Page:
So what does Social Anxiety Disorder look like and how is it diagnosed? Here are some of the signs:
Some individuals who suffer from SAD also experience panic attacks.
Panic attacks result from fear of social situations that becomes overwhelming, leading up to a physical response. Although panic attacks usually only last a few minutes, they are extremely unpleasant.
The individual may feel nauseous and experience trembling, palpitations and a shortness of breath. Although panic attacks don’t lead to any long- term physical difficulties they are extremely alarming.
SAD often co- occurs with other disorders such as depression, generalised anxiety disorder and post- traumatic stress disorder.
What Causes Social Anxiety Disorder?
As previously discussed SAD is the result of a combination of genetic and environmental factors. Although certain genes may significantly increase the likelihood of SAD, this may not be enough for the disorder to manifest itself.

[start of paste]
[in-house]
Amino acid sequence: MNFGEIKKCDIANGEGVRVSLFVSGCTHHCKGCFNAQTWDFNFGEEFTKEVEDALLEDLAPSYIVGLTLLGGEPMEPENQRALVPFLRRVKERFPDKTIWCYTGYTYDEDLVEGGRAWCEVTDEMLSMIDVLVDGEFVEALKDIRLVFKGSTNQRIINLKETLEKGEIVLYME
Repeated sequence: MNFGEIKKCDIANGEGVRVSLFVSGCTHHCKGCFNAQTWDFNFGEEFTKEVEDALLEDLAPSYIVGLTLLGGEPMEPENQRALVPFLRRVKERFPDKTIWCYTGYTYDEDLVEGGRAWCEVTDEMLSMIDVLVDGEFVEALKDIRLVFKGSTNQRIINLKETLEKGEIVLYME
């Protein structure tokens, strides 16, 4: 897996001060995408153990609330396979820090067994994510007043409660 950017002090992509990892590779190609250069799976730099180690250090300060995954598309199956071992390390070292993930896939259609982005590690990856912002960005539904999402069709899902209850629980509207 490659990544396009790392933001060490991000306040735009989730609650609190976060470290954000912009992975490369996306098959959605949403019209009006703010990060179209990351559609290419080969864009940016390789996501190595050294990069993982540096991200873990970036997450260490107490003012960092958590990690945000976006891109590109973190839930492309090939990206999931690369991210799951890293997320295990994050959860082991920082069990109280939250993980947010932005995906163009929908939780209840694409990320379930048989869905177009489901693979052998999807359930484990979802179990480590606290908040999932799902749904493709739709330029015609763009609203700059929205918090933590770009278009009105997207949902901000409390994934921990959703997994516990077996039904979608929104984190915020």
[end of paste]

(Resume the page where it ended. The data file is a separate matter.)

Researchers have linked parenting styles to the likelihood of developing SAD. As SAD may have a genetic root, parents may be more worried or anxious, translating poor coping styles to their children.
Getting Diagnosed with SAD
The Diagnostic and Statistical Manual of Mental Disorders (DSM), published by the American Psychiatric Association, is the tool most commonly used to diagnose mental conditions including SAD. Criteria includes:
Persistent fear of and/ or intense anxiety about social scenarios in which you believe you may be judged or act in a way that's embarrassing.
Avoidance of social situations and/or intense anxiety when present in social situations
Anxiety that's out of proportion to the situation
Anxiety or distress that impedes your daily living
Fear or anxiety that cannot be explained by a different medical condition, medication or substance problem
These criteria should be present for 6 months or more
How is SAD Treated?
SAD may be treated with medications and/ or psychotherapy. Psychological counselling is highly effective for those suffering from SAD. It can help the individual learn ways to deal with stress in social situations and build self- confidence.